Dame Laura Davies will be the first to admit that the technical side of golf was never her forte. Hers was a game of instinct, feel and natural flair that would bring trail-blazing triumphs in a career of pioneering, record-breaking prosperity and longevity.

Davies’ relationship, however, with PGA stalwart, David Regan, was a hugely important factor in her rise to prominence. Under his shrewd eye at the West Byfleet club in Surrey during her formative years, Davies would be steered on the path to golfing greatness.

How did David Regan’s input help your game develop?

He never actually gave me a golf lesson as such. But he’d always come out to the range whenever I was out there. He’d show me some shots, we’d chip and putt together. He was never teaching me though. He was advising me. He was always there. If I wanted to know something I’d ask him what he thought. That went on for years. He was great.

He wasn’t trying to mould me into something I wasn’t. That was the best thing. He knew I wasn’t technical. He knew I just swung at the ball. The work we did was mostly on course stuff. We’d play nine holes and if I hit a certain shot, he’d ask, ‘why did you hit that shot?’ I’d then have to explain the reasoning behind it. He’d either agree or disagree. He was always trying to help my course management but he didn’t get in my way. He just wanted to steer the ship a bit. He was a friend first and foremost and a hugely valuable PGA professional and I learned a huge amount from him.

Your ’natural’ approach was very evident early on?

I don’t like being told what to do! Maybe it was a bit arrogant? I played a lot of sports and was decent at most of them when I was young. I didn’t want anyone telling me how to do it. I played football, hockey, tennis and netball before I turned to golf. My swing was what it was. If David had started talking to me about clubhead position and all that, I don’t know it would’ve worked. In many ways, his silence was golden.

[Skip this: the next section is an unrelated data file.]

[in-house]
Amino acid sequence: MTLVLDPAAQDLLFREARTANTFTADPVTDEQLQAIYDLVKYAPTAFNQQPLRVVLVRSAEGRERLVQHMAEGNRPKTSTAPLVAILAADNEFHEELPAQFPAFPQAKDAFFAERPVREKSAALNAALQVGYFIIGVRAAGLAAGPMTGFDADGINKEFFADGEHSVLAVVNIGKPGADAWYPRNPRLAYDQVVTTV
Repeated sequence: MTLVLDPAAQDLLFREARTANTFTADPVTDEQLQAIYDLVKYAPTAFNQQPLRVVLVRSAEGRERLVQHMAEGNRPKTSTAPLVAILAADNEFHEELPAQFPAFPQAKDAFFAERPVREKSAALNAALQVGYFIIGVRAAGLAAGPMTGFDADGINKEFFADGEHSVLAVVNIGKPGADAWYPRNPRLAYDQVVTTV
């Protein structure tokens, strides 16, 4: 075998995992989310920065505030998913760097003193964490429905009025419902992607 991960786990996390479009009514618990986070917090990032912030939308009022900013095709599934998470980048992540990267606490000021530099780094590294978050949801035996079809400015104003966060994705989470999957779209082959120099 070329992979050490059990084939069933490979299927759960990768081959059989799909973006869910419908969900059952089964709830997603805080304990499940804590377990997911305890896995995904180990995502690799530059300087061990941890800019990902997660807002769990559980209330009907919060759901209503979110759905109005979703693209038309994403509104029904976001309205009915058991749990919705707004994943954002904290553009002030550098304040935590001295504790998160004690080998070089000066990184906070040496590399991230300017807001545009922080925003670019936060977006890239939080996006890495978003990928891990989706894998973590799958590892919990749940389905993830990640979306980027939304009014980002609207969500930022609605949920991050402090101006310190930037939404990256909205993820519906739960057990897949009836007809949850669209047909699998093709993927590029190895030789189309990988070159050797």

How does that approach shape your own dealings with junior golfers?

I see the Surrey Junior Girls, and deal with 10 to 16-year-olds. You have to see what’s there before you start. I’ll watch them swing and you can tell pretty quickly if they are natural. When I see that, I’d never force them to change anything. I ask them to paint pictures with the ball. That’s how I’d play.

What’s your best advice for beginner golfers?

It depends what age you’re beginning at. That’s the great thing about golf. You can start at any age. So my tip? When you’re young, just play. Stand up and hit the ball and enjoy it and see what your swing is. If it’s not feeling right then a PGA pro would certainly help that.

For an older person? It’s more about the fundamentals. If you’re not natural and not standing in the right position when swinging, then it will cause problems. But that can be corrected with the right advice.

What would be one key tip Dame Laura Davies would pass on to a golfer?

Tempo. If I’m playing badly, I go back to tempo. Take the club away nice and smoothly. At any level, you can get rid of a lot of evils if you take the club away nice and smoothly. Under pressure, of course, that’s hard to do. We all have that tendency to whip it back too quickly when things are not going well. It’s all about the rhythm. But once the mind takes over it becomes a very hard game. When I was playing my best, I would not think about anything. I just hit it. That’s the best lesson I can give. That’s easier said than done, of course!